The gentle heat of early summer has me seizing every opportunity to dine outside on Tokyo’s terraces. One recent afternoon in Tokyo’s Hiroo neighborhood, I stumbled across the wonderfully rustic Hawaiian chain restaurant Aloha Table (2F 5-15-14 Minami-Azabu, Minato-ku, Tokyo; 03-6447-7360; hiroo.alohatable.com). Though it offers a number of healthful options, such as avocado eggs benedict or the Detox Bowl with a “superfood” topping, and also serves pancakes, rice plates and vegetable tapas (there’s a more extensive dinner menu with some veggie options), I only had time for a juice. I ordered the first brightly colored concoction that popped out at me — carrot-ginger juice — and savored a few moments on the cool and spacious terrace.
Aloha Table blends its juices with fresh ingredients, and leaves the pulp in for a wonderfully thick mix you could almost eat with a spoon. Juices are served in Mason jars with charming little labels strapped to them with twine. The carrot-ginger juice had a pleasant zing and was the perfect pick-me-up. While getting the check, I noticed a pamphlet near the cashier for Island Veggie (CAS Bldg. 1F 5-3-9 Hiroo, Shibuya-ku, Tokyo; 03-6277-0962; islandveggie.com), an all vegetarian burger place that I’d been meaning to try for a while, which was just around the corner and run by Zetton Inc. (zetton.co.jp), the same company that manages Aloha Table.
So, the next time I was in Hiroo, I took the opportunity to visit Island Veggie. It has two tables outside on the first floor, but as the terrace was not quite as inviting as Aloha Table and as we were a large group, we opted to sit indoors on the second floor. Simple and bright, it was easy to spend an hour kicking back and catching up over hearty veggie burgers. My friends, it so happens, were raised in Hawaii and were visiting Tokyo, so I was bit nervous that this place wouldn’t live up to what they’re used to at home. But, four veggie burgers later, it got their stamp of approval for both the juiciness of the burgers, and the piping-hot, oversized fries. And while none of us opted for the peanut butter and banana sandwich on wheat bread, we four Americans nodded in simultaneous natsukashii (nostalgia) appreciation that this staple had earned a place on the menu.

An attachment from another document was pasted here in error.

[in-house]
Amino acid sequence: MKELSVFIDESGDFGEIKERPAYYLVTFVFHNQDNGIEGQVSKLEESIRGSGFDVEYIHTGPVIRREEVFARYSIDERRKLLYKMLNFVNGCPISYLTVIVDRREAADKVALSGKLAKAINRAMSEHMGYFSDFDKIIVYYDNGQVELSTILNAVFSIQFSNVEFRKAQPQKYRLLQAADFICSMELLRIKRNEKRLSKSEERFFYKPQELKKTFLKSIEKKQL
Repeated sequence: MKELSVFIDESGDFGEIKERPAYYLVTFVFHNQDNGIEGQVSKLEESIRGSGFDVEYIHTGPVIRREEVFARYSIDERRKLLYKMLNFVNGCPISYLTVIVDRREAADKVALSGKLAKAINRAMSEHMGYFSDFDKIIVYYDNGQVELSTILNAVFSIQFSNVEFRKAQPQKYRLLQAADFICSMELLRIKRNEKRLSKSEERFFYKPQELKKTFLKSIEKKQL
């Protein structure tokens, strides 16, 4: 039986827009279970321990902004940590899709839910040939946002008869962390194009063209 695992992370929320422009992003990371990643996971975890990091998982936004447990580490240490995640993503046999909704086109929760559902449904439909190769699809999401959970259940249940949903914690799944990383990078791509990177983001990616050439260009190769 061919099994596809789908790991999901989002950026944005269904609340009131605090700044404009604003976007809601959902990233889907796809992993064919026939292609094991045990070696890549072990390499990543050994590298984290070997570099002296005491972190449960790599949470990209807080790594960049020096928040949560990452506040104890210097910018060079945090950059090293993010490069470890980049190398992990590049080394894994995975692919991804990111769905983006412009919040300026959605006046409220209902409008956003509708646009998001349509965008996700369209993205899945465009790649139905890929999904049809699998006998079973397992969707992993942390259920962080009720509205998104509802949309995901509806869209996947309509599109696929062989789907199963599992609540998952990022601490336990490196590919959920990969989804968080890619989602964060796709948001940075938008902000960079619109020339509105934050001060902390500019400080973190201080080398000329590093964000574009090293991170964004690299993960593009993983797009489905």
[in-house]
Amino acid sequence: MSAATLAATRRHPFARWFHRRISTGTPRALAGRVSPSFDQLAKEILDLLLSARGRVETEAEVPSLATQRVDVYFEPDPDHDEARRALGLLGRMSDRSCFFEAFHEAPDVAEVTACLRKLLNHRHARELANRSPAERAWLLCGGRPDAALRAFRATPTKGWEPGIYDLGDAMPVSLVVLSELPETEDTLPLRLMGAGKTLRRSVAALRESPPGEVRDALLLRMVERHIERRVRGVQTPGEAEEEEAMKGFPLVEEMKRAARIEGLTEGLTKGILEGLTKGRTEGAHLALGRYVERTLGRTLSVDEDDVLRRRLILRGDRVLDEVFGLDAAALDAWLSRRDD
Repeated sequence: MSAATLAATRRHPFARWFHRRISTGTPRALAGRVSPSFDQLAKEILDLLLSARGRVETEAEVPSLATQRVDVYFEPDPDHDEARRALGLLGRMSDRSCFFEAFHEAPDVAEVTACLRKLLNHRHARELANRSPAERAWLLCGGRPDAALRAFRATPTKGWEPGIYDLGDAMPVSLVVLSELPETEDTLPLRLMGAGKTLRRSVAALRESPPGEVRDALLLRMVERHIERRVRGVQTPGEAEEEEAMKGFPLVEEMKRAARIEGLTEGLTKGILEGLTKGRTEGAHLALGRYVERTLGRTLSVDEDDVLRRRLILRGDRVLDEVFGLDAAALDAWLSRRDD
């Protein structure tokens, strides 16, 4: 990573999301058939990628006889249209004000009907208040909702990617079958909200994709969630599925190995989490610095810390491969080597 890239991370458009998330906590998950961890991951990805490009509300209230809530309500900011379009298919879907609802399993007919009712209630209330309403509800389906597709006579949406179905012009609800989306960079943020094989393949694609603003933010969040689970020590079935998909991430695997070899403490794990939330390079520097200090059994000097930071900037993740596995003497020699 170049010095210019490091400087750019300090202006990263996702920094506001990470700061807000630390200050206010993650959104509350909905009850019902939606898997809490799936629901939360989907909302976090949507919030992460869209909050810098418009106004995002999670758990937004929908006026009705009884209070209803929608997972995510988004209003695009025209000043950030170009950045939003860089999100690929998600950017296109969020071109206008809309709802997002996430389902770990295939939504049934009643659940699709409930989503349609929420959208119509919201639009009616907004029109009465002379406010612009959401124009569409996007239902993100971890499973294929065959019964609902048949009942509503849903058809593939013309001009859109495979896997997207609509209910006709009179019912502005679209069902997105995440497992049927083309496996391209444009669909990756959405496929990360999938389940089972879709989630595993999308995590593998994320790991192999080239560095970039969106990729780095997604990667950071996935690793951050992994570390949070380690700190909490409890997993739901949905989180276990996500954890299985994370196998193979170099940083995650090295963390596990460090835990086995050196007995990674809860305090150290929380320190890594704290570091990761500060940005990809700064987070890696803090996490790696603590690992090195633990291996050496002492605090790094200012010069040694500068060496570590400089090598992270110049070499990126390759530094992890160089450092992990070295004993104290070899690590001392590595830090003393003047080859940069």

I went with the daily special, the miso konnyaku (devil’s tongue jelly) burger (a steal at ¥780): a slab of konnyaku basted in tangy and spicy miso sauce, with the rest of the usual burger toppings, which left me wondering why I had never thought to make it for myself. The simple texture of konnyaku — whether you’re a fan of the jelly substance to begin with or not — fits perfectly in a burger format.
There are eight regular vegetarian or vegan burgers at Island Veggie (with daily specials); sets cost around ¥1,100 and include a side of fries. There are also a variety of shakes, juices and acai bowls on offer from the Tokyo branch of California’s Sambazon Acai Cafe, which occupies a corner of the restaurant.
I certainly hope Island Veggie sticks around for a long time, as I can proudly call it a hot spot of delicious vegetarian comfort food in Tokyo.